Gemorama is fabulous adventure hidden in Death Valley California where you can participate in 3 field trips where you can find and haul away unique crystal specimens of any size.
I had no idea what I signed up for when I agreed to join my husband asked and our Boy Scout troop to Trona, California to go crystal hunting during Gemorama this past weekend. My eldest son, The Professor, went with the troop 3 years earlier and had a great time.
But, in all honesty, we didn’t get much of a description of the event despite our numerous question and prying details from a 12-year old boy. I’m sure you understand how successful that is. So, I had to see it for myself.
Over the weekend, I learned that 2016 was the 75th-Annual Gem-o-rama held in Trona, California. Where the heck is Trona, California? It’s a small town southwest of Death Valley, with less than 2000 residents.
The town’s origins began in the late 1800’s when the mining industry discovered the dry Searles Lake Bed to be rich in borax. Today, Searles Valley Minerals processes brine solutions to produce boric acid, sodium carbonate, sodium sulfate, borax and salt.
And once a year, SVM opens the dry lake bed so the public can go crystal hunting. Gem-o-rama is organized by the Searles Lake Gem and Mineral Society and SVM. There are three field trips over one weekend where crystal and geology enthusiasts can collect as many specimens as they can haul in a 2.5-hour window.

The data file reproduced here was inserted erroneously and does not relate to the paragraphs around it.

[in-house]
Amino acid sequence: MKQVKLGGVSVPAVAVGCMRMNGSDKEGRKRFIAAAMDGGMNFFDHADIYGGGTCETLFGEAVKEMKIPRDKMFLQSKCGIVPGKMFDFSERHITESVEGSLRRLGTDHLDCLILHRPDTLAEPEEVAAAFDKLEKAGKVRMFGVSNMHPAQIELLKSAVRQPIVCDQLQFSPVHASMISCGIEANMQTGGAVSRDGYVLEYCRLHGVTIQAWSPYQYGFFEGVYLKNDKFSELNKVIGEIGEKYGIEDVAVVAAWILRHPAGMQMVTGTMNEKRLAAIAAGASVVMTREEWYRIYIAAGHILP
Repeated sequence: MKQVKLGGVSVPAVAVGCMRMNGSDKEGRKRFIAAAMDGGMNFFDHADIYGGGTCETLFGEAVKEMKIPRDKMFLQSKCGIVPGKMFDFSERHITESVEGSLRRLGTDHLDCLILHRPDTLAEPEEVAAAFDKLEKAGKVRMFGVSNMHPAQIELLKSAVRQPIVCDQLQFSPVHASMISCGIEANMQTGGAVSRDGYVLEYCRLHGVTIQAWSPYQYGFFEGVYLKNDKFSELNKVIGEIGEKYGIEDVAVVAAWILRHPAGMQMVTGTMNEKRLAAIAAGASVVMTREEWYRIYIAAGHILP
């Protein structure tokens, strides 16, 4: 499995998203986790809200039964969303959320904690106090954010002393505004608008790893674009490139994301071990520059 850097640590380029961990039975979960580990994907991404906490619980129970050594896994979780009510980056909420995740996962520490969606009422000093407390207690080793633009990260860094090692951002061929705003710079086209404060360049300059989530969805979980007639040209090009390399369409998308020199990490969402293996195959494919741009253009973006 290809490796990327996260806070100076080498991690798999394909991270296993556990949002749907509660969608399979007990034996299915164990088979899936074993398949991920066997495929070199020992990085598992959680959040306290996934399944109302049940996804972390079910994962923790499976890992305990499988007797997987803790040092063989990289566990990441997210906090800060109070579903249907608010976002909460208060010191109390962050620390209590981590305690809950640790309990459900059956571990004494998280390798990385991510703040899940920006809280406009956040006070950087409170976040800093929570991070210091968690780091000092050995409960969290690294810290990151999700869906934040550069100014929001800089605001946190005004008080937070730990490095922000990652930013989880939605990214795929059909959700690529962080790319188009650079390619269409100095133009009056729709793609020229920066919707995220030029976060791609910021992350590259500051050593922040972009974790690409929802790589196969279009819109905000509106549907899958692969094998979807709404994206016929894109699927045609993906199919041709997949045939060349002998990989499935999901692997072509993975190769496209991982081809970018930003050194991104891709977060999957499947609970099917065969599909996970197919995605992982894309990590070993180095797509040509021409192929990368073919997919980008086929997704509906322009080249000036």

Each field trip is different and you can choose which trip you want to partake in, even all three, like we did.
We arrived early that Saturday morning and parked nose-to-tail in long lines in the dirt parking lot next to the Gem Society’s small building. Inside, you purchase your tickets. You cannot purchase your tickets before the event.
During the weekend, you can enjoy the vendors selling their rocks, minerals and fossils inside this same building. There are also displays and beautiful specimens of crystals found Searles Lake.
Each field trip begins with the parking of the cars in the same fashion. We all caravan at the same time to the destination. You can leave whenever you have your fill of crystals and minerals, but you can not stay past the 2.5-hour window.
Gem-o-rama mud trip
This is first field trip available Saturday morning. SVM dumps piles of black mud at a site for all of us to forage through. As you drive through the dry lake bed, I was amazed by what I saw.
The parched ground is covered with cracks and salt. Some brine pools are still full, and with no breeze that morning, they were as smooth as glass and reflective as a mirror. We had gorgeous weather.
Even though we were in one of the most desolate part of California, the skies were blue and the temperature peaked at about 80-degrees F.
It is October and significantly cooler than the unbearable summer temperatures. The brown landscape contrasted sharply with the bright blue sky. I made a comment about the 50-shades of brown I saw, then we drove past a small patch of wild grass.
“How can THAT grow here in this salty dirt?” my husband mused.